DEAR BERNICE: I live in Colorado. I was talking to one of my friends who lives in California. He has been hearing about "private" sales out there, especially in the higher price ranges where financing is hard to obtain. What is a "private" sale and are these legal? –Bill A.
DEAR BILL: I suspect what your friend is referring to is something called a "land contract" or "land sales contract." Given the lack of financing in the jumbo loan market, this may a viable option for some sellers in this market. Land contracts were used extensively in the early 1980s, when home mortgage rates jumped to over 18 percent.
All land contracts involve having the seller carry part of the financing. Since 35 percent of all homeowners own their property free and clear, seller financing can be an attractive option for those who must sell.
When the seller finances the sale, there are normally no points or fees. This saves the buyer money. The deeds and other documents work in the same manner as in a transaction where there is bank financing.
Unlike other types of financing, though, in a land contract the title normally does not transfer to the new buyer until the purchase price is paid in full. (Some states require the title to transfer after a certain percentage of payments have been made.) The deed transferring the title doesn’t record until this payment threshold has been reached.
When the rates went sky high in the early ’80s, creative financing became the order of the day. Many sellers had low-interest-rate loans. It was common practice for buyers to assume the existing financing. This could be through a direct assumption that the lender approved or it could be through what was known as a "wraparound" or "all inclusive deed of trust" (AITD).
Here’s how wraparound mortgages work: Assume that a property sold for $200,000 and there were two loans on the property — a $100,000 first mortgage at 5 percent and a $20,000 second mortgage at 8 percent. The buyer puts down $20,000. The seller could wrap the existing mortgages and give the buyer an AITD.
If the current bank interest rate was 14 percent, the seller might charge 12 percent for the AITD. This was a great deal for both the buyer and the seller. The buyer gets an interest rate that is 2 percent less than the current market rate.
The seller would make an additional 7 percent annual interest on the $100,000 first mortgage, 4 percent on the $20,000 second, and 12 percent on the additional $60,000. Since the seller was only loaning $60,000 out of his pocket, the total interest of $15,000 per year represented a 25 percent return on the actual amount borrowed.
Needless to say, the banks weren’t thrilled with this situation. Congress passed regulations so that the banks could stop borrowers from assuming or wrapping a loan without the lender’s permission. If the seller wrapped the loan without the bank’s consent, the bank could enforce the "due on sale" provisions by foreclosing.
To avoid the due on sale provisions, the next wave of creative financing involved land contracts. Since the original owner is still on the title and is continuing to make payments, there was no way for the bank to know that a sale had taken place. …CONTINUED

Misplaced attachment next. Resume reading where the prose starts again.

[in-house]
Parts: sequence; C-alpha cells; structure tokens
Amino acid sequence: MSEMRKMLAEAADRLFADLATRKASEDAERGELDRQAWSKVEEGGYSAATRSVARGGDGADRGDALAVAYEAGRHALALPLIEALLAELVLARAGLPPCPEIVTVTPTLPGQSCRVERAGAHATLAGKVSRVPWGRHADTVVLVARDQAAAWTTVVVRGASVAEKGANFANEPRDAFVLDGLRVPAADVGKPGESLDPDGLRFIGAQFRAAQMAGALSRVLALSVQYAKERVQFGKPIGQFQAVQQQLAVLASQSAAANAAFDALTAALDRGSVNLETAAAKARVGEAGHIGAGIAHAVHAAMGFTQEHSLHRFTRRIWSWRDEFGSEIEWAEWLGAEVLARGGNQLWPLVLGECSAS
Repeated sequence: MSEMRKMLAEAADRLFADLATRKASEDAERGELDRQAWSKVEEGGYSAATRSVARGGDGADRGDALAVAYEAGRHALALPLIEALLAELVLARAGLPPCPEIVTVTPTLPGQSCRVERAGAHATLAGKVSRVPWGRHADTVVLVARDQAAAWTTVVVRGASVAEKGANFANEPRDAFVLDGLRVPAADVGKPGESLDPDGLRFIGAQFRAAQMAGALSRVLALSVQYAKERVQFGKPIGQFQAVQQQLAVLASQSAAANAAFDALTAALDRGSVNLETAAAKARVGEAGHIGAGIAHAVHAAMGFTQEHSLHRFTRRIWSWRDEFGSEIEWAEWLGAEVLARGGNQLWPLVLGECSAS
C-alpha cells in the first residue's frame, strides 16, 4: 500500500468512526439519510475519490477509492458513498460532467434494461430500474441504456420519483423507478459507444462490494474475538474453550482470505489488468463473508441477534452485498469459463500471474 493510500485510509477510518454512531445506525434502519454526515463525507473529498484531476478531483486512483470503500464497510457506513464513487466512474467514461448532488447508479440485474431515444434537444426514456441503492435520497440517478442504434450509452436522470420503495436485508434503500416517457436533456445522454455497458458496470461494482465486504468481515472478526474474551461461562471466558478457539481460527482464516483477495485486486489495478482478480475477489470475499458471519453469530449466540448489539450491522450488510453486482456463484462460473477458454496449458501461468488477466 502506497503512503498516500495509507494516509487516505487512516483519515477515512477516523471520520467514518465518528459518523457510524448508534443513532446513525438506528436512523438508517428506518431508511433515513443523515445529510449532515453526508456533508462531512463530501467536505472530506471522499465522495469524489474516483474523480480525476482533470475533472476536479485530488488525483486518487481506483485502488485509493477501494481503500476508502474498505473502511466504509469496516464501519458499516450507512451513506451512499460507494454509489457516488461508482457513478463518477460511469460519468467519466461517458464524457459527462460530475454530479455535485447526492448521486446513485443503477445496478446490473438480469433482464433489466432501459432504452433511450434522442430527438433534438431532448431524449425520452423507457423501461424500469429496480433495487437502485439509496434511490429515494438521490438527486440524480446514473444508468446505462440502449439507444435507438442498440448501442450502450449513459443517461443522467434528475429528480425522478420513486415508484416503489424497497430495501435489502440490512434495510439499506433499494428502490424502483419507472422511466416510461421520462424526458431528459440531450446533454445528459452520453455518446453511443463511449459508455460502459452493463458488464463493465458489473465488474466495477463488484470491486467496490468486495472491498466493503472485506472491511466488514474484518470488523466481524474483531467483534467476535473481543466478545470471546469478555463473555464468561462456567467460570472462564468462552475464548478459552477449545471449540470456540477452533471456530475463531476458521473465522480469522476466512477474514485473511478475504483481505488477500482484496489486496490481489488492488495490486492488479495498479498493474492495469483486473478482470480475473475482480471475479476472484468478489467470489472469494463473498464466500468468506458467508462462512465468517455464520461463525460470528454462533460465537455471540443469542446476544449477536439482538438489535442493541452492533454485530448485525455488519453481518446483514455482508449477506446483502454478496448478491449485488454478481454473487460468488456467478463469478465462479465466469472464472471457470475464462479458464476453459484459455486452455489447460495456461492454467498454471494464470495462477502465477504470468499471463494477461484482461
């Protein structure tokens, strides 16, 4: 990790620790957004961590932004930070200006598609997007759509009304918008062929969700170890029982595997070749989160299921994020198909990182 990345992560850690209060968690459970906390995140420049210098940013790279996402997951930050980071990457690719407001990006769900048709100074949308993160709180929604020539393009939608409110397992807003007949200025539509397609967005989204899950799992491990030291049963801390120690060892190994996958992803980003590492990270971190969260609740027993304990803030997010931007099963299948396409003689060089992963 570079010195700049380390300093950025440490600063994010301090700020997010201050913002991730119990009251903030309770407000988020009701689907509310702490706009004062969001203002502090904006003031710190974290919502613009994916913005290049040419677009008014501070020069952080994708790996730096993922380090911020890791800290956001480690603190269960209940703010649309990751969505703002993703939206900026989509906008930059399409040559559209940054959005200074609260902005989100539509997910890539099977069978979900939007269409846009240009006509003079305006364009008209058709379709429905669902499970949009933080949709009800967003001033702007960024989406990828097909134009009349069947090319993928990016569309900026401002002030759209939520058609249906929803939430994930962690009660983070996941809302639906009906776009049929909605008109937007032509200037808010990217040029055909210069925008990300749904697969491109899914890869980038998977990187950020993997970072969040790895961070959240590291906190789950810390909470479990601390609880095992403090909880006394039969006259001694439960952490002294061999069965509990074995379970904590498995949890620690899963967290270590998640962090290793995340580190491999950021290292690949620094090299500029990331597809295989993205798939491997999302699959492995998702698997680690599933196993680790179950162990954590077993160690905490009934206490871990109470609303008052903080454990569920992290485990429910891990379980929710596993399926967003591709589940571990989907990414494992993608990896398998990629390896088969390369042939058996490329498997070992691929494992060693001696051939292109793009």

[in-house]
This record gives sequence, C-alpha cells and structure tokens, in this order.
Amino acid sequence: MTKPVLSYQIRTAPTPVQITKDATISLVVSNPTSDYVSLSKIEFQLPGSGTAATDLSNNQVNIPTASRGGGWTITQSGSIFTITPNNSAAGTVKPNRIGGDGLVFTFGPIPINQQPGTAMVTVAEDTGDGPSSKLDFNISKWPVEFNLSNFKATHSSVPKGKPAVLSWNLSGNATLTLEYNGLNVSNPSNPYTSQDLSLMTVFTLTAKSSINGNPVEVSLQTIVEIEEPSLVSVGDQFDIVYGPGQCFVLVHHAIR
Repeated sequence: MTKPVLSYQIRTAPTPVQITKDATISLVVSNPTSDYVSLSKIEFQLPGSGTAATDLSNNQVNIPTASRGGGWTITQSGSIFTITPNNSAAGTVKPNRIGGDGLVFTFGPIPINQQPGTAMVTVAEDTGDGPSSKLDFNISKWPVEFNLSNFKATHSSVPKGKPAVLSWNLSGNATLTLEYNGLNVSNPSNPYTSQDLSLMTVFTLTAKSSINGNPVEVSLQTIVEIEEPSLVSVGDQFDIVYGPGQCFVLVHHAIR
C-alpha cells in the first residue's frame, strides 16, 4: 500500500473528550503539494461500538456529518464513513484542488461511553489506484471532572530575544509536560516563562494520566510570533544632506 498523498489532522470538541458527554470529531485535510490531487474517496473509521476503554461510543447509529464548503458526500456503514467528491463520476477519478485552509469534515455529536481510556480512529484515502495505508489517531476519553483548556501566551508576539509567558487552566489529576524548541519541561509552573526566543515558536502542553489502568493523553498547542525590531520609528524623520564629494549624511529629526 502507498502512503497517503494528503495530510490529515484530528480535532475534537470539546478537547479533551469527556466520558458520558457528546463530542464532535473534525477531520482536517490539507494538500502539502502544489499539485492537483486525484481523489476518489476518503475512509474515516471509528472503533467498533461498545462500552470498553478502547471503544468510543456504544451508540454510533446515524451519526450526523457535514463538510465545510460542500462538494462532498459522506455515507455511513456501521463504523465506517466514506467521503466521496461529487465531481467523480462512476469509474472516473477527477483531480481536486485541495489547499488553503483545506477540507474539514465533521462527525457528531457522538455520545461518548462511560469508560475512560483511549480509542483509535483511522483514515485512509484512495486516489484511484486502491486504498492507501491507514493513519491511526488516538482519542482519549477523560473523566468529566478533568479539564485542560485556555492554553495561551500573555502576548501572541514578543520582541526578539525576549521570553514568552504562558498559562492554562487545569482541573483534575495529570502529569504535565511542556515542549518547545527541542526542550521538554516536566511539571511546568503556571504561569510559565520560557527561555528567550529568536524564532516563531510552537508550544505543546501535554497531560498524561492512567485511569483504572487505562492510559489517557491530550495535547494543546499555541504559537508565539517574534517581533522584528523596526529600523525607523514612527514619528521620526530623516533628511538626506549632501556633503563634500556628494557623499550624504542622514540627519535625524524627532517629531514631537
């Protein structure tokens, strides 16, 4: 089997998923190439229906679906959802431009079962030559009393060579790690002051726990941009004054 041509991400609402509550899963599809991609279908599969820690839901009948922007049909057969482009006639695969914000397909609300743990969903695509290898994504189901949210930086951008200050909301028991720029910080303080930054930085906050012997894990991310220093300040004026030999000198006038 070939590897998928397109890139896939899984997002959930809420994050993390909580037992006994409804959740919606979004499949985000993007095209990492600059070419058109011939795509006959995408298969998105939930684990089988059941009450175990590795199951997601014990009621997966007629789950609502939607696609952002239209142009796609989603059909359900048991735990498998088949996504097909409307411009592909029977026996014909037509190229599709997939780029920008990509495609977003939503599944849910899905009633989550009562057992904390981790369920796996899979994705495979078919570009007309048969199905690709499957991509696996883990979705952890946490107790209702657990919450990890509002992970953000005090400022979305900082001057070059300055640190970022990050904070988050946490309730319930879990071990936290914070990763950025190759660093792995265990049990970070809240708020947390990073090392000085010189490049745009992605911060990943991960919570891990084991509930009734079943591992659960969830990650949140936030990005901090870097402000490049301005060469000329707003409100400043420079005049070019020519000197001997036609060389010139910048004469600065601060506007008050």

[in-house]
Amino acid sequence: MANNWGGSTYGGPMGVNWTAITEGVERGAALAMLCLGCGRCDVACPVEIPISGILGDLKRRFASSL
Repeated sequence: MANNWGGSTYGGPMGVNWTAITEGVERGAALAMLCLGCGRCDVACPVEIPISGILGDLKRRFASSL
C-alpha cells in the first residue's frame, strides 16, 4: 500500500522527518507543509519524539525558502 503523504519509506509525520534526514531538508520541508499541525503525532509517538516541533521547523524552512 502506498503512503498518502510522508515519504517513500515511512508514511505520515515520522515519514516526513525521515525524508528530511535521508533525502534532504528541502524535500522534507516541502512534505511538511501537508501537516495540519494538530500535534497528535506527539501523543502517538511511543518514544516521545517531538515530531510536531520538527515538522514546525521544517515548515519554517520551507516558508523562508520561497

The normal structure was to have the buyer make payments directly into an escrow account. The escrow then made the payments to the lender on the original seller’s behalf.
The lenders eventually caught on to this strategy and started checking to see whose names were on the utilities. Many sellers then opted to keep the utilities in their name and simply increased the monthly payment.
So is this still a viable option today? Land contracts are legal in most states. In fact, if you lived in California and you bought your home through Cal Vet in the ’80s, your purchase financing would be based upon a land contract. The buyer holds legal possession and occupies the property.
For sellers in today’s market who own their property free and clear, a land sale contract could be a desirable way to sell their property. The reason is that if the buyer defaults, the buyer forfeits the right to purchase the property.
There are definitely pitfalls to land contract sales, though, as it may be challenging to remove a defaulting buyer from the property. And buyers may have trouble receiving a marketable title even after making all of the payments to the seller.
The seller can place a provision in the land contract that in the event of a buyer default, the past payments the buyer made are converted to rental payments. Once the buyer defaults, the owner can file an eviction notice.
This is much faster and easier than going through a foreclosure proceeding. But because of the complexity of this type of sale, you will need a real estate attorney to make sure all the provisions are drafted correctly.
The more interesting issue that your question raises is whether a seller can wrap an existing mortgage in today’s environment. Virtually all loan documents have "due on sale provisions."
Today, the banks are struggling to keep pace with the huge number of defaults, foreclosures, and short sales. The real issue is whether they would elect to foreclose on an owner if the payments are current. Personally, I would be reluctant to embark on the steps it would take to hide this from the lender.
On the other hand, if the seller owns the property free and clear or receives enough money from the downpayment to pay off the existing loans, a land contract could help a seller close a property that might not be able to qualify for traditional financing in today’s market.
Bernice Ross, CEO of RealEstateCoach.com, is a national speaker, trainer and author of "Real Estate Dough: Your Recipe for Real Estate Success" and other books. You can reach her at Bernice@RealEstateCoach.com and find her on Twitter: @bross.
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